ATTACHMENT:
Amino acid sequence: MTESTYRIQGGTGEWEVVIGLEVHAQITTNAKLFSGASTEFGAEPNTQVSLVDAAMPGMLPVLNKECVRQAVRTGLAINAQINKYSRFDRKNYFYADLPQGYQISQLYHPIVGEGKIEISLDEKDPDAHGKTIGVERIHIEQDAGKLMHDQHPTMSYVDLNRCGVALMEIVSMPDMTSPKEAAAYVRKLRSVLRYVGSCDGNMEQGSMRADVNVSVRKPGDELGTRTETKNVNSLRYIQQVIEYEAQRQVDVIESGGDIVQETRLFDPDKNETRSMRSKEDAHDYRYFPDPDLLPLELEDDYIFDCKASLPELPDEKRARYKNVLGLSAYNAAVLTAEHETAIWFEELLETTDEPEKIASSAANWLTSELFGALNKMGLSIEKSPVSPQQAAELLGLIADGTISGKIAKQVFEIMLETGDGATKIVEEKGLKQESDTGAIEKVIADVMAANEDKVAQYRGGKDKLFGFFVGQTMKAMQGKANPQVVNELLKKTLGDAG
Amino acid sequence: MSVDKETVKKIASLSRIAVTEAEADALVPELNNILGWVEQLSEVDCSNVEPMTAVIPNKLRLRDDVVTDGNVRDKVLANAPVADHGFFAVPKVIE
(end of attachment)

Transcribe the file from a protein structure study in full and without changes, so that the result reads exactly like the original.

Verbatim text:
Amino acid sequence: MTESTYRIQGGTGEWEVVIGLEVHAQITTNAKLFSGASTEFGAEPNTQVSLVDAAMPGMLPVLNKECVRQAVRTGLAINAQINKYSRFDRKNYFYADLPQGYQISQLYHPIVGEGKIEISLDEKDPDAHGKTIGVERIHIEQDAGKLMHDQHPTMSYVDLNRCGVALMEIVSMPDMTSPKEAAAYVRKLRSVLRYVGSCDGNMEQGSMRADVNVSVRKPGDELGTRTETKNVNSLRYIQQVIEYEAQRQVDVIESGGDIVQETRLFDPDKNETRSMRSKEDAHDYRYFPDPDLLPLELEDDYIFDCKASLPELPDEKRARYKNVLGLSAYNAAVLTAEHETAIWFEELLETTDEPEKIASSAANWLTSELFGALNKMGLSIEKSPVSPQQAAELLGLIADGTISGKIAKQVFEIMLETGDGATKIVEEKGLKQESDTGAIEKVIADVMAANEDKVAQYRGGKDKLFGFFVGQTMKAMQGKANPQVVNELLKKTLGDAG
Amino acid sequence: MSVDKETVKKIASLSRIAVTEAEADALVPELNNILGWVEQLSEVDCSNVEPMTAVIPNKLRLRDDVVTDGNVRDKVLANAPVADHGFFAVPKVIE